Following a peak in the summer of 2022, new infections in the mpox clade IIb outbreak have decreased, due in part to the rapid availability and uptake of vaccines and other preventive measures. However, mpox remains a health threat, and no treatment has been proven safe and effective for people experiencing mpox disease.
The National Institute of Allergy and Infectious Diseases (NIAID), part of the National Institutes of Health, launched the STOMP trial to determine whether the antiviral drug tecovirimat can safely and effectively treat mpox. Tecovirimat, also known as TPOXX, was initially developed and approved by the Food and Drug Administration to treat smallpox—a species of virus closely related to mpox—but the drug’s safety and efficacy as an mpox treatment has not been established.
The STOMP trial is a Phase 3 study that aims to enroll about 500 people—a process that may require considerable time while mpox burden is low in study countries. NIAID continues to prioritize this study even while case counts are low.
VIDEO: Cyrus Javan of NIAID’s Division of AIDS explains the importance of the STOMP trial.
The STOMP trial was designed to be as inclusive as possible to ensure study results provide information on how tecovirimat works in the diverse populations affected by mpox. The trial is enrolling adults and children of all races and sexes, people with HIV, and pregnant and lactating people across 60 sites in the United States and Mexico, with an option for remote enrollment from other U.S. locations. More sites are expected to open in East Asia and South America.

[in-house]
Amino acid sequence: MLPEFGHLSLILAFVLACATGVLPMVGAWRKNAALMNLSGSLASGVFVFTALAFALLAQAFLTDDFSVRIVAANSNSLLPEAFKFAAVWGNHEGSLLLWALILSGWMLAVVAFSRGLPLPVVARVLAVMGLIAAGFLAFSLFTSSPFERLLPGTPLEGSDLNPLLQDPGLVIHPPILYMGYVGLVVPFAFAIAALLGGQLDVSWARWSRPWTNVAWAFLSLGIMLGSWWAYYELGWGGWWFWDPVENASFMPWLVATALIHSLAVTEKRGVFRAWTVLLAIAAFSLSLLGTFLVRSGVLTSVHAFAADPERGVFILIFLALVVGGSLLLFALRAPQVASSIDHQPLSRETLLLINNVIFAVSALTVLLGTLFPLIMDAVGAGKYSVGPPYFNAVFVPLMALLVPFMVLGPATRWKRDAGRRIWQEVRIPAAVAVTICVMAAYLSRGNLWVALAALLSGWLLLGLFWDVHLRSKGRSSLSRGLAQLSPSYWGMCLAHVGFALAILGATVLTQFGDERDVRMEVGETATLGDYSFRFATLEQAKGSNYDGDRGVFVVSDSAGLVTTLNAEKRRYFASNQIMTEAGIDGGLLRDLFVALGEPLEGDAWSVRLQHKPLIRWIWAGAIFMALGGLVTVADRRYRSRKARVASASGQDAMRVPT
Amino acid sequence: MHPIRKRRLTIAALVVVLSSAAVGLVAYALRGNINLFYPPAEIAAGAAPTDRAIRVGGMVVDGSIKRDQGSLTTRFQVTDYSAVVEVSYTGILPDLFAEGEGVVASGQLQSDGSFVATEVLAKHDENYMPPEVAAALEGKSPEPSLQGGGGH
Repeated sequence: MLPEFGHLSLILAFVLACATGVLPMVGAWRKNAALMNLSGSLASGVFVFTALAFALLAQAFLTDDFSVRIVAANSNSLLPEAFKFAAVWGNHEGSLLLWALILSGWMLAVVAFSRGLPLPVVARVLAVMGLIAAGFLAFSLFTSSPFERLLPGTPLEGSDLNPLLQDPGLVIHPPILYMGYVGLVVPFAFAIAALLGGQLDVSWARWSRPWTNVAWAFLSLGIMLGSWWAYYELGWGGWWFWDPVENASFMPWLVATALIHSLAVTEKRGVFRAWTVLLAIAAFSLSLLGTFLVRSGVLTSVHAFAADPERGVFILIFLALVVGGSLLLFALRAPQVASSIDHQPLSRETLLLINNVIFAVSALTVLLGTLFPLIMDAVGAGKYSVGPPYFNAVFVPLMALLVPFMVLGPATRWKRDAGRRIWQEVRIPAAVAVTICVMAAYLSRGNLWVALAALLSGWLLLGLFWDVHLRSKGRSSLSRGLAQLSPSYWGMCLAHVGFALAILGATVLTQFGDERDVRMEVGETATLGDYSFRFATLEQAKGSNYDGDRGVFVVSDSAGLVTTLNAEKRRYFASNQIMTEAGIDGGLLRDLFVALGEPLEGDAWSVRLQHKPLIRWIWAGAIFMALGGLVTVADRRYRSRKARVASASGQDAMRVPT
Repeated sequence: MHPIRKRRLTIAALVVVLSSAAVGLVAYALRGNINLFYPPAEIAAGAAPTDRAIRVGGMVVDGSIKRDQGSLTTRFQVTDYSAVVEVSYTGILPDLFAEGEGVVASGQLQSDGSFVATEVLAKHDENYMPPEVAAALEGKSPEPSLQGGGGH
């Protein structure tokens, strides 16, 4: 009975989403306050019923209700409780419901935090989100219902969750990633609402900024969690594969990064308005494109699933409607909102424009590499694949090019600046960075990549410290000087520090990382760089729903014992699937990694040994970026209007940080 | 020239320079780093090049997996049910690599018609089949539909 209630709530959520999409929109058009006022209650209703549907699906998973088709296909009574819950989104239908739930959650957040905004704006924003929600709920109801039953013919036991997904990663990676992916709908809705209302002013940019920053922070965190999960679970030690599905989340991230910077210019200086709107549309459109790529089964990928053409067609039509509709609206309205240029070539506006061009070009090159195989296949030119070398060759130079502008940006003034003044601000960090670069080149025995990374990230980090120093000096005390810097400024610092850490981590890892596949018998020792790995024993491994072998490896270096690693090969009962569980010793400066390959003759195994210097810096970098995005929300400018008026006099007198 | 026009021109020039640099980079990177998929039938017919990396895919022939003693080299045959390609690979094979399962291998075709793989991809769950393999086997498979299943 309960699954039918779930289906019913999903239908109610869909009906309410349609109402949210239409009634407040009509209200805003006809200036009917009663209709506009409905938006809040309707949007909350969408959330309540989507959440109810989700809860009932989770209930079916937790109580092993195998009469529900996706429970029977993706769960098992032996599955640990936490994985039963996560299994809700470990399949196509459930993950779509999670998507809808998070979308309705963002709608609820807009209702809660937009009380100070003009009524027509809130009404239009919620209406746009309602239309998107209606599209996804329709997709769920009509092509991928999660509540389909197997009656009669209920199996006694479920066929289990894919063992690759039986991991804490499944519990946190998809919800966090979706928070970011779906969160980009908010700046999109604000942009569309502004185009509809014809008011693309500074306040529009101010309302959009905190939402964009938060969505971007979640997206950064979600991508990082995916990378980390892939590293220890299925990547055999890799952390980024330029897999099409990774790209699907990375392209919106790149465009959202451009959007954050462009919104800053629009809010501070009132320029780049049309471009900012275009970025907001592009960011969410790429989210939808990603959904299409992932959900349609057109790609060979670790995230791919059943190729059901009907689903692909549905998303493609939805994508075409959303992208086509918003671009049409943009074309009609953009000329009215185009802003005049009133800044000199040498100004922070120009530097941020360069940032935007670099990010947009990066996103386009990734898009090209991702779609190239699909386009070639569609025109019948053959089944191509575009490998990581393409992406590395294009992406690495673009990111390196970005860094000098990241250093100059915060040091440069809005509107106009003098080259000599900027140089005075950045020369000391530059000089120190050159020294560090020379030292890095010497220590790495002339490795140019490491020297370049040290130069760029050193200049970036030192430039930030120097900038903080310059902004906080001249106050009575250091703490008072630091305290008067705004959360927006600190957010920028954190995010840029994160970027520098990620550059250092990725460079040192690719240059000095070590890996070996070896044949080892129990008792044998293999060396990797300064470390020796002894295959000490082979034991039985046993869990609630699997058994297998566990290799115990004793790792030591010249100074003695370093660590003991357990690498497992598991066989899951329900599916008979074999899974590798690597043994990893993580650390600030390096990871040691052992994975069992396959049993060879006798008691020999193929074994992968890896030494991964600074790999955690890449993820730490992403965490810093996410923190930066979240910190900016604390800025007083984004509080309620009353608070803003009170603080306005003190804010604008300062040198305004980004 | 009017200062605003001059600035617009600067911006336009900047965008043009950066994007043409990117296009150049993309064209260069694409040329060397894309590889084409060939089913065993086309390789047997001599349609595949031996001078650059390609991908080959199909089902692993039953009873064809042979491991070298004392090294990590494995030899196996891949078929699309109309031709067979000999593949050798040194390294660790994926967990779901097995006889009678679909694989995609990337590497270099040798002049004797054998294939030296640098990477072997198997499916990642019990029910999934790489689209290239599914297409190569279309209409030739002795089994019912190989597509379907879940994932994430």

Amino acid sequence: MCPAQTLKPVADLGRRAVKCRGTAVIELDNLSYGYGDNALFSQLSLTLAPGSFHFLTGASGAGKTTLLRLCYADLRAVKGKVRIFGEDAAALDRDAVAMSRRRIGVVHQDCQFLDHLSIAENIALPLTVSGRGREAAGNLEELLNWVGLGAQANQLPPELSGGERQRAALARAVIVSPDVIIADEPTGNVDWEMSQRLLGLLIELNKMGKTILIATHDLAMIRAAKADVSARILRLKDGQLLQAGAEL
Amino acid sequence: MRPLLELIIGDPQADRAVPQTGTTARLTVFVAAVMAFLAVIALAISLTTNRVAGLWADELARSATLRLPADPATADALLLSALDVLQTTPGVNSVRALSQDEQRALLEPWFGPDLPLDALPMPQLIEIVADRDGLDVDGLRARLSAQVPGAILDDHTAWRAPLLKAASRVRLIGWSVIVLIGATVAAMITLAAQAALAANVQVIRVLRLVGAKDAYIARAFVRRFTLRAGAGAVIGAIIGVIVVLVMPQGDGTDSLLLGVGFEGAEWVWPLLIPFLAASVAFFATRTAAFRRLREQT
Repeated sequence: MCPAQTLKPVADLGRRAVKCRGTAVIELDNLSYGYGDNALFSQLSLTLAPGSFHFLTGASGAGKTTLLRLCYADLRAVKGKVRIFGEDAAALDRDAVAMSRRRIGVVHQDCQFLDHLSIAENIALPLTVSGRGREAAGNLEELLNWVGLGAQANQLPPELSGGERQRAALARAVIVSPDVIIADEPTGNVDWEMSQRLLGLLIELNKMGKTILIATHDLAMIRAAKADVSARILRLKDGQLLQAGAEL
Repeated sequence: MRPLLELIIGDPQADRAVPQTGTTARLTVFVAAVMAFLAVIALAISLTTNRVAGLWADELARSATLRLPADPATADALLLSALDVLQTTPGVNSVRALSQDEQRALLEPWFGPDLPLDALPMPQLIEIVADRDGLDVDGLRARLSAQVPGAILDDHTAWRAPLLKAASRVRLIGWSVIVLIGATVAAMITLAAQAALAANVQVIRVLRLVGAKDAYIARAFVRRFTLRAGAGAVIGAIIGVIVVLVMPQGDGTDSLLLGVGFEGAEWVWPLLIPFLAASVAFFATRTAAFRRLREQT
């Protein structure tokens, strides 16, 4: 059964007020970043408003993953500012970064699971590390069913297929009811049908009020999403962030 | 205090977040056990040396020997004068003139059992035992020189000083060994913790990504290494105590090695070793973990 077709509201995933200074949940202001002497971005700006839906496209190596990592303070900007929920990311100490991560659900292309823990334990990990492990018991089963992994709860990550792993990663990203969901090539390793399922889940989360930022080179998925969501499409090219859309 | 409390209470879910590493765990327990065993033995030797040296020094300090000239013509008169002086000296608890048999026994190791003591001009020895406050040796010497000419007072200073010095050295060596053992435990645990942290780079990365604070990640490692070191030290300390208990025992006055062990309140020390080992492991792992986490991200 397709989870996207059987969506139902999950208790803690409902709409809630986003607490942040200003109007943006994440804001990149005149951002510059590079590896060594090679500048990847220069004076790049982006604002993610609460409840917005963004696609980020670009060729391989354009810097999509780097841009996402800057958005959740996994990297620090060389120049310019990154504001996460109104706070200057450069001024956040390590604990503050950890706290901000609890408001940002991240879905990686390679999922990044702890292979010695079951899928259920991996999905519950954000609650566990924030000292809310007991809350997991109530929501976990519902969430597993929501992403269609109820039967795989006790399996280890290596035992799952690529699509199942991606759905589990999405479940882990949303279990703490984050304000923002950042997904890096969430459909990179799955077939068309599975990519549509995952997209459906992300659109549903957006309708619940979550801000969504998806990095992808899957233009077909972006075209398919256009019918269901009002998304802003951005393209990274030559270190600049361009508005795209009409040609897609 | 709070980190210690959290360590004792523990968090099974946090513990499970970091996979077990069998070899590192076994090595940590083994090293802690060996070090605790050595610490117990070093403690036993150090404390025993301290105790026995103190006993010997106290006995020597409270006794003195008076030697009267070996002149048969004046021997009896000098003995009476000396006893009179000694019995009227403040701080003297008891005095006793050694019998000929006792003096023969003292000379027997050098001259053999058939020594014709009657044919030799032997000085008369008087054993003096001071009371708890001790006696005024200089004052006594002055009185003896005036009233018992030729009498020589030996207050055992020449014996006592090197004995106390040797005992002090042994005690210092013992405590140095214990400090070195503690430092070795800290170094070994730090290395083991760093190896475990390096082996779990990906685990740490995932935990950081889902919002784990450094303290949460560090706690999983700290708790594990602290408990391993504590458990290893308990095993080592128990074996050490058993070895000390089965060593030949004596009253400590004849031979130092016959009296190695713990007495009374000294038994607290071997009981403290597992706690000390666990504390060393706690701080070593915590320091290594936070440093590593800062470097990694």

The mpox virus has been endemic—occurring regularly—in west, central and east Africa since the first case of human mpox disease was identified in 1970. Mpox can cause flu-like symptoms and painful blisters or sores on the skin. People who acquire mpox tend to clear the infection on their own, but the virus can cause serious disease in children, pregnant people, and other people with compromised immune systems, including individuals with advanced HIV disease. Rare but serious complications of mpox include dehydration, bacterial infections, pneumonia, brain inflammation, sepsis, eye infections and death.
Completing the STOMP trial is essential, not only to evaluate a therapeutic option for the current mpox outbreak, but also to guide preparation for future outbreaks and provide evidence that could inform medical practice in historically endemic countries. The STOMP trial is sponsored by NIAID and led by the NIAID-funded AIDS Clinical Trials Group.
Beyond STOMP, NIAID is co-sponsoring the PALM007 trial of tecovirimat as treatment for clade I mpox in the Democratic Republic of the Congo (DRC) with the DRC’s National Institute of Biomedical Research. PALM007 is actively enrolling. In addition, NIAID is sponsoring an immunogenicity study of the Jynneos preventive vaccine, which has completed enrollment and is expected to report initial results in 2024. More information about these studies, including enrollment in STOMP and PALM007, is available here:
This NIAID Now blog post was originally published on October 10, 2023.